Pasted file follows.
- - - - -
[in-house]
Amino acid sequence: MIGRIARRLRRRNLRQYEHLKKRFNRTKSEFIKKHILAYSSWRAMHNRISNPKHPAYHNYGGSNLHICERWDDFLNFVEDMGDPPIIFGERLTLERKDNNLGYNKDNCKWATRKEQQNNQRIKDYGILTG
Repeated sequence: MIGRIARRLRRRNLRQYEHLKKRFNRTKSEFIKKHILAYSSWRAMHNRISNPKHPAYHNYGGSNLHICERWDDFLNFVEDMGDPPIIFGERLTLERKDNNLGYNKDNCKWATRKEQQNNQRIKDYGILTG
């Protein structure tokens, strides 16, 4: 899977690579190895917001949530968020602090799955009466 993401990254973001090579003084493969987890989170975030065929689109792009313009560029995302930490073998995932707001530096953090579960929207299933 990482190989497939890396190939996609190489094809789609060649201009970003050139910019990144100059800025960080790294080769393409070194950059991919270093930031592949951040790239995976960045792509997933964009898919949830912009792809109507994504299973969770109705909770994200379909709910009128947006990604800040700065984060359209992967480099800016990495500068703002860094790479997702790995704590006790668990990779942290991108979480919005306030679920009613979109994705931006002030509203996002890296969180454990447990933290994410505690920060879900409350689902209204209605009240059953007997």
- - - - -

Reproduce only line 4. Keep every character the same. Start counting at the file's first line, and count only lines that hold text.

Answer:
């Protein structure tokens, strides 16, 4: 899977690579190895917001949530968020602090799955009466 993401990254973001090579003084493969987890989170975030065929689109792009313009560029995302930490073998995932707001530096953090579960929207299933 990482190989497939890396190939996609190489094809789609060649201009970003050139910019990144100059800025960080790294080769393409070194950059991919270093930031592949951040790239995976960045792509997933964009898919949830912009792809109507994504299973969770109705909770994200379909709910009128947006990604800040700065984060359209992967480099800016990495500068703002860094790479997702790995704590006790668990990779942290991108979480919005306030679920009613979109994705931006002030509203996002890296969180454990447990933290994410505690920060879900409350689902209204209605009240059953007997």